This German bisque “fixer-upper” has been cleaned and restrung, all ready for a wig and clothes. Photo courtesy of Foulke Archives
This German bisque “fixer-upper” has been cleaned and restrung, all ready for a wig and clothes. Photo courtesy of Foulke Archives

By Jan Foulke

Q: I am new to collecting German bisque girl dolls. I saw one in an antique mall and wondered if I should buy it. I looked up the mark on the internet, and it was made by the Goebel factory. I’m estimating she will be about 20 inches tall. The strings were broken, and the doll was in pieces, but they were all there. Two fingers were off, and she had no wig or clothes. There was no damage to her head. She was $45.

A: At first glance this sounds like a bargain, but we need to analyze it a bit to see what is involved with a “fixer-upper.” What will this doll need to be shelf-ready for display? First, it needs to be restrung. To do this yourself, you will need the proper size elastic cord and a long hook. If you must take her to a doll hospital, you will pay $25 to $45, depending upon whether or not the body needs additional work, such as hooks replaced or joints repaired.

Restoring fingers can cost $5 to $10 each, depending upon how detailed they are. Cleaning the body will be about $10, the same as for the head. You can see that these charges can add up fast. Doll repair takes time and patience as well as skill. You didn’t mention anything about her eyes, but if they need to be reset, that will run $25 or more, depending upon whether or not the glass was broken and needs to be repaired or replaced.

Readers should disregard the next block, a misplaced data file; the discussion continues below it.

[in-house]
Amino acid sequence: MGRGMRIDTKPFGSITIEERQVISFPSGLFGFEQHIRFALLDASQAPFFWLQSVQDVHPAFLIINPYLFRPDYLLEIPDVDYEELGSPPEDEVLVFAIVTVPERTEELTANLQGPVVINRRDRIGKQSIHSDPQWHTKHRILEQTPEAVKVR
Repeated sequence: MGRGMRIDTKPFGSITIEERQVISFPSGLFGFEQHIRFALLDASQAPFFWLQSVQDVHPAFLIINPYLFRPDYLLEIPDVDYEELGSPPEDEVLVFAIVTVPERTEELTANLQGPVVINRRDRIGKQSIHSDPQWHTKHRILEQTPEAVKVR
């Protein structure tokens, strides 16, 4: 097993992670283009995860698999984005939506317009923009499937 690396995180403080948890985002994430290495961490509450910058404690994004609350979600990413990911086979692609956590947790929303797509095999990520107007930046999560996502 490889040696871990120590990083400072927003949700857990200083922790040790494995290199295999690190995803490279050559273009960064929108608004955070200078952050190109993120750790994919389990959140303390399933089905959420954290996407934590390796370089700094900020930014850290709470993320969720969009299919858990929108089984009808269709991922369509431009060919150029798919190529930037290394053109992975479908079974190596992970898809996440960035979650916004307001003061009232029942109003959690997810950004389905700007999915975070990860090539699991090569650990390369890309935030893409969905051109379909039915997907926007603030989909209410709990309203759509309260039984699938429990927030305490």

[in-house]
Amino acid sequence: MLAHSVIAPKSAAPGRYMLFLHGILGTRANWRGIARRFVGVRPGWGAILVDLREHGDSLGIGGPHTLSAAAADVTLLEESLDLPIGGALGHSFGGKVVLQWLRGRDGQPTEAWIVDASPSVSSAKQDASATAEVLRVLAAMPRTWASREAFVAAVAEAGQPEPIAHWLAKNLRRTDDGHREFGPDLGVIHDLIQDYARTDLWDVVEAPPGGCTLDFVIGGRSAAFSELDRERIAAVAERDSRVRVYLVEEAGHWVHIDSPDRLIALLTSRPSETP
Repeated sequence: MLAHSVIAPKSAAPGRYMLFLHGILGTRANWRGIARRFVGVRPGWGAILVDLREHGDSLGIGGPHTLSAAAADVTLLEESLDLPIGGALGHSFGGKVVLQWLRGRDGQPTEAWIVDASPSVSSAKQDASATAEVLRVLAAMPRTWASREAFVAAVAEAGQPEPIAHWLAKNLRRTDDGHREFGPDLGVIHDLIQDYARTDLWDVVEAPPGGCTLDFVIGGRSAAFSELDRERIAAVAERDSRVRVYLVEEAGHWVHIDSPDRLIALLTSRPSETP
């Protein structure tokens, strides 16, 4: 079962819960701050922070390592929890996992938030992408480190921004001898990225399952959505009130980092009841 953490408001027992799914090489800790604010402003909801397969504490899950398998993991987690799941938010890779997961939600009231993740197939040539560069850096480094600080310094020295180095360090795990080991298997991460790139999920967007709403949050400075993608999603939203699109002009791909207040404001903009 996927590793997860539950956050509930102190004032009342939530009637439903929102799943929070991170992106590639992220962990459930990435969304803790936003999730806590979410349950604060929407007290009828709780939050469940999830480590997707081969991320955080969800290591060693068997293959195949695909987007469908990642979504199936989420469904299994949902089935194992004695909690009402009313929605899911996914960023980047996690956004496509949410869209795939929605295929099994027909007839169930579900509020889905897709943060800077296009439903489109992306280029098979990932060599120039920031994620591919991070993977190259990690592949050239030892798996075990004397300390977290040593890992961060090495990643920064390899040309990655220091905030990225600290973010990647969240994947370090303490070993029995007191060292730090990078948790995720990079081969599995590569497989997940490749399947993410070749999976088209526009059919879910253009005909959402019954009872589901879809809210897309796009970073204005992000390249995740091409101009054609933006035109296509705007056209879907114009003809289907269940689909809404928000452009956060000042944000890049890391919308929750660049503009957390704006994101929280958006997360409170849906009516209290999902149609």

Next consider the wig. You will want a mohair or human-hair wig — no shiny synthetics. For a new wig from a doll supply shop, you will pay upwards of $35.

Then you have clothing. A nice, attractive vintage cotton dress or an appropriate new one will be $35 or more at a doll show or online. Then you will need a slip, chemise and panties, and of course shoes and socks. New leather shoes will be about $22, antique shoes more than that.

The repaired doll, now with an antique wig and dressed in vintage clothing.
The “fixer-upper” has been outfitted with an antique wig and vintage attire. Photo courtesy of Foulke Archives

So adding all these up, at a minimum you have about $150 worth of extra expenses in addition to the $45 for the doll. Also you must consider that Goebel is not a first-line doll company like Kestner, Simon & Halbig, Kammer & Reinhardt, Heinrich Handwerck, or Bahr & Proschild. A Goebel is respectable but not in the same league as the other makers cited.

So you have to decide if it is worth it to you. Probably not from a strictly monetary point of view, but you also must factor in that you might really enjoy outfitting her and making her your own, so to speak. It’s difficult to put a price on the joys of doll collecting!

Jan Foulke, recently retired, is an authority on antique and vintage dolls, with over 40 years of experience in the field. She’s the author of the full-color reference book “Jan Foulke’s Guide to Dolls.” Subscribe now to read Foulke’s columns in DOLLS online archive of past issues!